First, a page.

South Asian floods hinder access to food and clean water

Dhaka, Bangladesh (AP) – Flood days in South Asia challenged authorities on Monday as they tried to deliver food and drinking water to shelters in the flooded swathes. India and Bangladesh.

High water levels from seasonal monsoon downpours have claimed more than a dozen lives, displaced hundreds of thousands and flooded millions of homes.

Bangladesh Soldiers were called to help evacuees on Friday, and Ekattor TV said millions were still without electricity.

In the worst-hit Sunamganj and Sylhet districts, as many as 100,000 people have died, said Deputy Disaster and Relief Minister Enamur Rahman, according to Bangladesh’s Union News Agency. People were evacuated and about 4 million people were trapped in the area.

Floods continue to rage IndiaTwo police officers involved in rescue operations were swept away by floodwaters in northeastern Assam state on Sunday, an official in the state capital said. Gauhati Say.

Chief Minister Himanta Biswa Salma said on Monday that his government was using military helicopters to airlift food and fuel to some severely affected areas in the state.

Nearly 200,000 people have taken refuge in 700 relief camps, officials said. All major rivers across the state are above dangerous levels.

Assam has been plagued by major flooding after torrential rains over the past few weeks caused the Brahmaputra River to burst its banks, flooding millions of homes and cutting transport links.

The Brahmaputra flows from Tibet, China, through India, and travels nearly 800 kilometers (500 miles) through Assam into Bangladesh.

Main roads in the country Bangladesh has been submerged, leaving people stranded. In a country with a history of climate change-induced disasters, many have expressed disappointment that authorities are not doing more on the ground.

“There’s not much to say about this situation. You can see the water with your own eyes. The water level in the room dropped a little. It used to go to my waist,” said Muhit Ahmed, owner of a grocery store in Sylhet Say.

“All in all, we are in a huge disaster. Neither the Sylhet City Company nor anyone else has come here to ask us,” he said. “I’m doing what I can to preserve my belongings. We don’t have the ability to do more now.”

Floods in the northeastern Sunamganj and Sylhet regions are likely to worsen over the next 24 hours, the Flood Forecast and Warning Center in the country’s capital, Dhaka, said in an updated statement on Sunday.it says Teesta, a major river in the north Bangladesh, may outweigh the danger. The situation could also worsen in Ramonihat, Kurigram, Nilpamari, Rangpur, Gaibanda, Bogra, Jamalpur and Sirajganj in the northern region of the country, it said.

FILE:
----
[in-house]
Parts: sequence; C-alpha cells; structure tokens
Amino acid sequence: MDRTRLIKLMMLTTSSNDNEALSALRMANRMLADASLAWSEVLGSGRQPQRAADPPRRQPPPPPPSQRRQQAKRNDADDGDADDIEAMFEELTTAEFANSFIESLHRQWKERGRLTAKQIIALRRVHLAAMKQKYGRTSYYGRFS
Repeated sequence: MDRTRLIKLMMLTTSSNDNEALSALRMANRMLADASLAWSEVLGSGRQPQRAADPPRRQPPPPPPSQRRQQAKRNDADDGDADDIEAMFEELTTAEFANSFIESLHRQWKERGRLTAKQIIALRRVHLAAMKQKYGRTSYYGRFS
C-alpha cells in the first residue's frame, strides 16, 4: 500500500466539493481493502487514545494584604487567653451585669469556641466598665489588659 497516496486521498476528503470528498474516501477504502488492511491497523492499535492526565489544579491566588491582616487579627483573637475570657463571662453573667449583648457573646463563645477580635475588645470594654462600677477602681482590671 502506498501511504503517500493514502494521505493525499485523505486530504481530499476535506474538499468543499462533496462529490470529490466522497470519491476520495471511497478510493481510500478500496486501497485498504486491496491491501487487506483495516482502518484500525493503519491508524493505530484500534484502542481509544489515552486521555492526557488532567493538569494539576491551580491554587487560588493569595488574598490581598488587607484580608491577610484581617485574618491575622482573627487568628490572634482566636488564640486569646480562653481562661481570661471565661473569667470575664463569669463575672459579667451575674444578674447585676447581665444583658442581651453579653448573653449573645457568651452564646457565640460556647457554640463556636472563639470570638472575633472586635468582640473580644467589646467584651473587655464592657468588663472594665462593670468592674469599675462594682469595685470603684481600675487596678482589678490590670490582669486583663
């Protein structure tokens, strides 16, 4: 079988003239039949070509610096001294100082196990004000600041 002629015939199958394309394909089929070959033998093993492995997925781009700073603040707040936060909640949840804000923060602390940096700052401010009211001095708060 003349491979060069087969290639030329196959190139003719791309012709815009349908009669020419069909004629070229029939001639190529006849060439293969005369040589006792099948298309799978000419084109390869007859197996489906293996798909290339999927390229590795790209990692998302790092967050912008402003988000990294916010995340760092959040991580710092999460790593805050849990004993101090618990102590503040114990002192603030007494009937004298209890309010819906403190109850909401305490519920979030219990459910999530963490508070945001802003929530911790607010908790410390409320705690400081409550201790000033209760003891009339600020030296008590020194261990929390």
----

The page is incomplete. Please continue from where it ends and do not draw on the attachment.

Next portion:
Officials said the water in the northeast had started to recede but was posing a threat to the central part of the country, which is the channel for floodwaters to reach the southern Bay of Bengal.

Media reports said flood-affected people in remote areas had difficulty accessing drinking water and food.

In a video posted online, Arinjoy Dhar, senior director of the nonprofit development organization BRAC, pleaded for help to ensure food is provided for those affected by the floods.

They opened a centre on Monday to prepare food as part of a plan to feed 5,000 families in the Sunamganj district, but the arrangements were not enough, Dhar said.

The BRAC said the family alone was trying to deliver emergency supplies to about 52,000 families.

A pre-monsoon flash flood triggered by upstream water surges last month Indiaof Northeastern states hit Bangladeshin the northern and northeastern regions of the country, destroying crops, destroying houses and roads.

BangladeshIt is a low-lying country of 160 million people, threatened by natural disasters such as floods and hurricanes, made worse by climate change.According to the United Nations’ Intergovernmental Panel on Climate Change, about 17 percent of people in Bangladesh If global warming continues at the current rate, it will need to be resettled in the next decade or so.

___

Wasbir Hussain reports from Gauhati, India. Associated Press writer Al-Emrun Garjon in Sylhet, Bangladeshcontributed to this report.

Copyright © 2022 The Washington Times, LLC.



Source link